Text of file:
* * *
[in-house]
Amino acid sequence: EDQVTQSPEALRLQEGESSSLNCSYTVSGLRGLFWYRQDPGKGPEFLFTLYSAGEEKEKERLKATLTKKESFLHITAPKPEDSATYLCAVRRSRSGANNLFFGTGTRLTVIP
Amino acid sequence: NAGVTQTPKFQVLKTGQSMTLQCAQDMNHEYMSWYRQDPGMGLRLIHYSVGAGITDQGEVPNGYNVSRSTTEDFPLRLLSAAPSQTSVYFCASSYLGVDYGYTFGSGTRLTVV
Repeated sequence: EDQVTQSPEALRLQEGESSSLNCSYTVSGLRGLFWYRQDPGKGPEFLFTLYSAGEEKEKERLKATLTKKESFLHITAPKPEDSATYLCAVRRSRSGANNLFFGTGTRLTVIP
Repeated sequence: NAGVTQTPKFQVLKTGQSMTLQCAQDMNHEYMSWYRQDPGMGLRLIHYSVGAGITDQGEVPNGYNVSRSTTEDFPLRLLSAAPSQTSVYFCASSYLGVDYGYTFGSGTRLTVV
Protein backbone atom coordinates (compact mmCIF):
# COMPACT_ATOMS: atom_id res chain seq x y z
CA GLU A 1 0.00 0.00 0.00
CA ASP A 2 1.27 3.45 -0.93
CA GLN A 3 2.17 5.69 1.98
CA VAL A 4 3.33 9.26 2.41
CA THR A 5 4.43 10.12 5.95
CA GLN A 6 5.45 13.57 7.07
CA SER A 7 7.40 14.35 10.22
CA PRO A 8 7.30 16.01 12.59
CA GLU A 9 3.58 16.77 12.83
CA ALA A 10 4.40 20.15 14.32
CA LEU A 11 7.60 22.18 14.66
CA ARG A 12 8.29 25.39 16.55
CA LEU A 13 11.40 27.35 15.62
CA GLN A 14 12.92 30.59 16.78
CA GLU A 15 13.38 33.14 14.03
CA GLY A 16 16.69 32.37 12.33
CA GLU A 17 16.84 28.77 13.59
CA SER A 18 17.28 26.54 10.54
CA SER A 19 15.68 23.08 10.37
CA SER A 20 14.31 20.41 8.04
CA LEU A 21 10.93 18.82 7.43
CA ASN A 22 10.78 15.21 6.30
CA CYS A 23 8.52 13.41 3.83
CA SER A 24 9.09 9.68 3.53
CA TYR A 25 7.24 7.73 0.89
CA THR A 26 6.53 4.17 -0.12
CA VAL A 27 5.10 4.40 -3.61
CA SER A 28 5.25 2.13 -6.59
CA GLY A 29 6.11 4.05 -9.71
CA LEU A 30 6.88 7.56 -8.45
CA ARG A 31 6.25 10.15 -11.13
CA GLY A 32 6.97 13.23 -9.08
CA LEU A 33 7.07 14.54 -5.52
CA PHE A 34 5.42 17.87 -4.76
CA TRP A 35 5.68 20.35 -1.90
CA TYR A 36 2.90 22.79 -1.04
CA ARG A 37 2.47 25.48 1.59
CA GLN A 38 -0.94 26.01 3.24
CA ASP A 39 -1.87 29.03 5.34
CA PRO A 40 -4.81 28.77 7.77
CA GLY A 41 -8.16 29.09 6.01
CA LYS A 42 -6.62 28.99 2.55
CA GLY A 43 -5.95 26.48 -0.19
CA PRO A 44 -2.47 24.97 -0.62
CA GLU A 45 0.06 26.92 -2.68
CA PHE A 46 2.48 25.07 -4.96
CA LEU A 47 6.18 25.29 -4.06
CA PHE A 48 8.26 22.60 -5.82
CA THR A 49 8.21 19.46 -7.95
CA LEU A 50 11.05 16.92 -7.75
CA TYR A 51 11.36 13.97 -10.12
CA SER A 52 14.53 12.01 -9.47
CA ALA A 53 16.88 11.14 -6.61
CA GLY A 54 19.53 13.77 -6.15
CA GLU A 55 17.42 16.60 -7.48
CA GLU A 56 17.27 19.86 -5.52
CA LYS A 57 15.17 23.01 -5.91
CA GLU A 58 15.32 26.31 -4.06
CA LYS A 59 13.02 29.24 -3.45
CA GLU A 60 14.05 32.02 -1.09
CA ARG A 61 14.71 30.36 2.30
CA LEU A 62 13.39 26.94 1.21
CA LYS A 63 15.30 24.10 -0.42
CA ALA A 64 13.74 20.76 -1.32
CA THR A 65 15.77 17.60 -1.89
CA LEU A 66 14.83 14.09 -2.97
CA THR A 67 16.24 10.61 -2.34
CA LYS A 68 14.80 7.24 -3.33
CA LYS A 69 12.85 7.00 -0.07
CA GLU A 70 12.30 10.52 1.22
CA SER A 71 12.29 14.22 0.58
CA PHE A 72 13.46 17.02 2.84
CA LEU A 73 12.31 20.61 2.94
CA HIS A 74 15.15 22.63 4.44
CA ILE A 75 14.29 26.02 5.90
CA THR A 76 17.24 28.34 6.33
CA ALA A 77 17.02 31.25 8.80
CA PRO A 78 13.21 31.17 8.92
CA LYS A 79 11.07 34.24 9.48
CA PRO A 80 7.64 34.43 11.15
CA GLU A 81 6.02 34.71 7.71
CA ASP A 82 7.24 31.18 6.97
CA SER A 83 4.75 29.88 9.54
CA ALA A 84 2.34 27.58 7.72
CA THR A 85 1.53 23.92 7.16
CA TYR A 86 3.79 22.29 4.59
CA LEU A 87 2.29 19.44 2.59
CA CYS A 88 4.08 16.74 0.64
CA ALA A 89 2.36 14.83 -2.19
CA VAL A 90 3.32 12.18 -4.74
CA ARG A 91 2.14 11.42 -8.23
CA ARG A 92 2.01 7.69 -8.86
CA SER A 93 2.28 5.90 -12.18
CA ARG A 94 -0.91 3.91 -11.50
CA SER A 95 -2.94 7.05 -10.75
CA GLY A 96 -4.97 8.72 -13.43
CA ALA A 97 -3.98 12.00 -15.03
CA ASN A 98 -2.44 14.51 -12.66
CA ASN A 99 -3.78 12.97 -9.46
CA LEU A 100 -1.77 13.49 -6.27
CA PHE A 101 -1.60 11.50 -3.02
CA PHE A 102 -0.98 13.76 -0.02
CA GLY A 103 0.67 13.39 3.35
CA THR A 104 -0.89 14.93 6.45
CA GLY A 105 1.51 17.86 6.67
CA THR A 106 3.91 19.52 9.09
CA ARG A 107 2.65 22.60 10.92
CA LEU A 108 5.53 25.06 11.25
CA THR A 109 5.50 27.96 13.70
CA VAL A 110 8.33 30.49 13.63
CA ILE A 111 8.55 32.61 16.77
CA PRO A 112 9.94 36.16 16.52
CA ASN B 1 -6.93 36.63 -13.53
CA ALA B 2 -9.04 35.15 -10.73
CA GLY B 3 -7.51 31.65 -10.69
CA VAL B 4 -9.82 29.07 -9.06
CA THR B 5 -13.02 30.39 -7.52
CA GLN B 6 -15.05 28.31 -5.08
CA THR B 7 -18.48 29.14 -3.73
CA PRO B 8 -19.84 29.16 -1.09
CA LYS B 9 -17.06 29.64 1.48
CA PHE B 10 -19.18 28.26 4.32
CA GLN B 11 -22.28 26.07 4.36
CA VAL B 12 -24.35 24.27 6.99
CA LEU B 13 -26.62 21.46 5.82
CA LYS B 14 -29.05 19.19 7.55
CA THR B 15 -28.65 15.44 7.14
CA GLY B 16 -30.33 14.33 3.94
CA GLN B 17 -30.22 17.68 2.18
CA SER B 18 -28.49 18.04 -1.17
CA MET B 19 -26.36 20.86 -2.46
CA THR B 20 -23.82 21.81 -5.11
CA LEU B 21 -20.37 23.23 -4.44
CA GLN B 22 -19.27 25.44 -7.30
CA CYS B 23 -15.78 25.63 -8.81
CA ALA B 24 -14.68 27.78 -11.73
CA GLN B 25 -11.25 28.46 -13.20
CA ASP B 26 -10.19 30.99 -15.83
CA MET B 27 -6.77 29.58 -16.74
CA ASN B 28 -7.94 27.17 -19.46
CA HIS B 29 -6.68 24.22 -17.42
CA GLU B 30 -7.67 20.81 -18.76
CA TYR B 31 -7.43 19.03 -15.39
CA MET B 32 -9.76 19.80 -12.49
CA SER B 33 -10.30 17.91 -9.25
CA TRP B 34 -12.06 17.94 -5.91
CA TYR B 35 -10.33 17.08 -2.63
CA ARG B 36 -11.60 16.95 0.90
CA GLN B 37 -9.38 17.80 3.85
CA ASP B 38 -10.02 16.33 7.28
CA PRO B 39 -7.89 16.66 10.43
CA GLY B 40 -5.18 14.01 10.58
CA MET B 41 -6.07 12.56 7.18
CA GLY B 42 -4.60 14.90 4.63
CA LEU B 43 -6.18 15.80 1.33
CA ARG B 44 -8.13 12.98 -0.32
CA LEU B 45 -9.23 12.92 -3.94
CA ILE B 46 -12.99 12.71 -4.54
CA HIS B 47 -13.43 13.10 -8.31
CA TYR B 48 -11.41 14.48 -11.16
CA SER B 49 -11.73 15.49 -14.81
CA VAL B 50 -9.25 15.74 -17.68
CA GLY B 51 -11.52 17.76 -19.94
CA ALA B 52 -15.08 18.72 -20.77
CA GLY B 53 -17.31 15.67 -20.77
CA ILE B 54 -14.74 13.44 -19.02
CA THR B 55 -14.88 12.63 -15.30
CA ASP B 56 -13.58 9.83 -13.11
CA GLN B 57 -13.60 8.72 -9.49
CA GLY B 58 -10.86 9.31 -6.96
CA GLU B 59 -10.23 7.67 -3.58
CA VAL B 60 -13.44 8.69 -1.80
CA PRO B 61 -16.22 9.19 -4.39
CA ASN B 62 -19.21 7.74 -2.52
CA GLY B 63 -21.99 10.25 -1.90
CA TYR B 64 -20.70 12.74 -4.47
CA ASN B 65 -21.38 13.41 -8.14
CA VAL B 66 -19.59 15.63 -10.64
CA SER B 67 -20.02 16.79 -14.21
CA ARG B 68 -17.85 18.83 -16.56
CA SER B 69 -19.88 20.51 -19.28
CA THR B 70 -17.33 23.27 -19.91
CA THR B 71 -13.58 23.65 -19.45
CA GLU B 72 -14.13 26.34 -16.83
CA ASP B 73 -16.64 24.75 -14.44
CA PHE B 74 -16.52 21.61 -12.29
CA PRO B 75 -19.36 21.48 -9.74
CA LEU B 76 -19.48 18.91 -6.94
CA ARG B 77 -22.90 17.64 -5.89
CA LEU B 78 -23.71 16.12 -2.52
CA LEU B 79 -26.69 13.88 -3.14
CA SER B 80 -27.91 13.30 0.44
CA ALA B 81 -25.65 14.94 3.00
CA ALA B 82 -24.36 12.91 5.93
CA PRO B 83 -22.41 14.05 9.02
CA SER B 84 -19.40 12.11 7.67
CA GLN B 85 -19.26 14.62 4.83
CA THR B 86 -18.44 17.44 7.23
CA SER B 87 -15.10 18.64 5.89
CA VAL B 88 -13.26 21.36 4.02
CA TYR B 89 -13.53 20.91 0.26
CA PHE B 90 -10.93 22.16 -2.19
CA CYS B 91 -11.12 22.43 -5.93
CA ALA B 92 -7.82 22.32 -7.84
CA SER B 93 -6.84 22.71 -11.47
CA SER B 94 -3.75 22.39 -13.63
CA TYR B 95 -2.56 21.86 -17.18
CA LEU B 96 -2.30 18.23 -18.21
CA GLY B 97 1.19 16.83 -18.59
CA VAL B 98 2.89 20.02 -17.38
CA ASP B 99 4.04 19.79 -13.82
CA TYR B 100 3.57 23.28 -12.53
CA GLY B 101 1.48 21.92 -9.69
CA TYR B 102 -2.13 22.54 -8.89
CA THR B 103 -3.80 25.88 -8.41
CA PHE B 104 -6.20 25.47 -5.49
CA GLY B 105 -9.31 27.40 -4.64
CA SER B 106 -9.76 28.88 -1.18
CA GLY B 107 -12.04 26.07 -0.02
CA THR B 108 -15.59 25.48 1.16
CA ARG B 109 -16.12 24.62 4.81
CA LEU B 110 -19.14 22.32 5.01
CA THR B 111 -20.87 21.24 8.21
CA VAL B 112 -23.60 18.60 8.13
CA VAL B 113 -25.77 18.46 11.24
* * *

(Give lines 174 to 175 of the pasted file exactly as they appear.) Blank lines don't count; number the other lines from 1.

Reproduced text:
CA THR B 55 -14.88 12.63 -15.30
CA ASP B 56 -13.58 9.83 -13.11